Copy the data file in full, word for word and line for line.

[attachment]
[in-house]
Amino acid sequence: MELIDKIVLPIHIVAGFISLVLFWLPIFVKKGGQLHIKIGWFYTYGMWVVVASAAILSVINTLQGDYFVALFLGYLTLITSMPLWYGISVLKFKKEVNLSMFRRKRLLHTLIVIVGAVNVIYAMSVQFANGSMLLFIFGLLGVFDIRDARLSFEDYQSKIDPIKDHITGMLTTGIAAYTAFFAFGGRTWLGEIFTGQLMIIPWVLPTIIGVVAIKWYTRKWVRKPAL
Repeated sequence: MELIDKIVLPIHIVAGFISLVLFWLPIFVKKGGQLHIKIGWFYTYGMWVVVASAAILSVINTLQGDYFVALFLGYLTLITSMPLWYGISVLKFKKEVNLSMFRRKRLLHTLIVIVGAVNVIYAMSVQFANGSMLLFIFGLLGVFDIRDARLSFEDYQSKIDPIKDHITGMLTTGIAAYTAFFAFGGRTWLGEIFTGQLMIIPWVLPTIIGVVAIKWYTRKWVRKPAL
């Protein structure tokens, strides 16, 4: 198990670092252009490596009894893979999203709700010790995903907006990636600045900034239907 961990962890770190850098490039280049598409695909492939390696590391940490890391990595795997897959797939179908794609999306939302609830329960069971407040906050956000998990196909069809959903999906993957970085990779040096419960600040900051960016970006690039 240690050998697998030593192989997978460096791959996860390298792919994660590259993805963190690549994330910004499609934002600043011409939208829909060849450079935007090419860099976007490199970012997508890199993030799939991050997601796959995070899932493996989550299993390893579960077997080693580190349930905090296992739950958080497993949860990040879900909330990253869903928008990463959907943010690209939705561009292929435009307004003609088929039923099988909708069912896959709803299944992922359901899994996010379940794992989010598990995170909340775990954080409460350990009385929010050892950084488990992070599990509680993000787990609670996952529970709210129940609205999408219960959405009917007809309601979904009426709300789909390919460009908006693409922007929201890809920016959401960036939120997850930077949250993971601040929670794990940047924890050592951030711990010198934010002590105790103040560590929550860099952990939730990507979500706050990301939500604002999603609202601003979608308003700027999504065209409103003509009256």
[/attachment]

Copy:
[in-house]
Amino acid sequence: MELIDKIVLPIHIVAGFISLVLFWLPIFVKKGGQLHIKIGWFYTYGMWVVVASAAILSVINTLQGDYFVALFLGYLTLITSMPLWYGISVLKFKKEVNLSMFRRKRLLHTLIVIVGAVNVIYAMSVQFANGSMLLFIFGLLGVFDIRDARLSFEDYQSKIDPIKDHITGMLTTGIAAYTAFFAFGGRTWLGEIFTGQLMIIPWVLPTIIGVVAIKWYTRKWVRKPAL
Repeated sequence: MELIDKIVLPIHIVAGFISLVLFWLPIFVKKGGQLHIKIGWFYTYGMWVVVASAAILSVINTLQGDYFVALFLGYLTLITSMPLWYGISVLKFKKEVNLSMFRRKRLLHTLIVIVGAVNVIYAMSVQFANGSMLLFIFGLLGVFDIRDARLSFEDYQSKIDPIKDHITGMLTTGIAAYTAFFAFGGRTWLGEIFTGQLMIIPWVLPTIIGVVAIKWYTRKWVRKPAL
């Protein structure tokens, strides 16, 4: 198990670092252009490596009894893979999203709700010790995903907006990636600045900034239907 961990962890770190850098490039280049598409695909492939390696590391940490890391990595795997897959797939179908794609999306939302609830329960069971407040906050956000998990196909069809959903999906993957970085990779040096419960600040900051960016970006690039 240690050998697998030593192989997978460096791959996860390298792919994660590259993805963190690549994330910004499609934002600043011409939208829909060849450079935007090419860099976007490199970012997508890199993030799939991050997601796959995070899932493996989550299993390893579960077997080693580190349930905090296992739950958080497993949860990040879900909330990253869903928008990463959907943010690209939705561009292929435009307004003609088929039923099988909708069912896959709803299944992922359901899994996010379940794992989010598990995170909340775990954080409460350990009385929010050892950084488990992070599990509680993000787990609670996952529970709210129940609205999408219960959405009917007809309601979904009426709300789909390919460009908006693409922007929201890809920016959401960036939120997850930077949250993971601040929670794990940047924890050592951030711990010198934010002590105790103040560590929550860099952990939730990507979500706050990301939500604002999603609202601003979608308003700027999504065209409103003509009256």